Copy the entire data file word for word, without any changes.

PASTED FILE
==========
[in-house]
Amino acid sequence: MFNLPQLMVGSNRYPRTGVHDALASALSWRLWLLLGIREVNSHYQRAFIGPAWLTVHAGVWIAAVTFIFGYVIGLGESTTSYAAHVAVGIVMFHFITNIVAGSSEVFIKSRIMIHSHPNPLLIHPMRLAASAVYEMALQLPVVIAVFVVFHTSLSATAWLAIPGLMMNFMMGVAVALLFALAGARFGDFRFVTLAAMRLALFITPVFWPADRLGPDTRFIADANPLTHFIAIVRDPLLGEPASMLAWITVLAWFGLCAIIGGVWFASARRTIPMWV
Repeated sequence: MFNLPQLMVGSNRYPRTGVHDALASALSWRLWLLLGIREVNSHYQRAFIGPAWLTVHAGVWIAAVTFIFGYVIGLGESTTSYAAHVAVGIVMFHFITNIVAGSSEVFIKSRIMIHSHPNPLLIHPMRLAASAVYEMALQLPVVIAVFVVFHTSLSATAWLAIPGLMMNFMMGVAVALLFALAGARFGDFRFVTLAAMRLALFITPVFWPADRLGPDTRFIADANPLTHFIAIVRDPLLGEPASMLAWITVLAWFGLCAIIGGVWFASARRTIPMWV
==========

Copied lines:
[in-house]
Amino acid sequence: MFNLPQLMVGSNRYPRTGVHDALASALSWRLWLLLGIREVNSHYQRAFIGPAWLTVHAGVWIAAVTFIFGYVIGLGESTTSYAAHVAVGIVMFHFITNIVAGSSEVFIKSRIMIHSHPNPLLIHPMRLAASAVYEMALQLPVVIAVFVVFHTSLSATAWLAIPGLMMNFMMGVAVALLFALAGARFGDFRFVTLAAMRLALFITPVFWPADRLGPDTRFIADANPLTHFIAIVRDPLLGEPASMLAWITVLAWFGLCAIIGGVWFASARRTIPMWV
Repeated sequence: MFNLPQLMVGSNRYPRTGVHDALASALSWRLWLLLGIREVNSHYQRAFIGPAWLTVHAGVWIAAVTFIFGYVIGLGESTTSYAAHVAVGIVMFHFITNIVAGSSEVFIKSRIMIHSHPNPLLIHPMRLAASAVYEMALQLPVVIAVFVVFHTSLSATAWLAIPGLMMNFMMGVAVALLFALAGARFGDFRFVTLAAMRLALFITPVFWPADRLGPDTRFIADANPLTHFIAIVRDPLLGEPASMLAWITVLAWFGLCAIIGGVWFASARRTIPMWV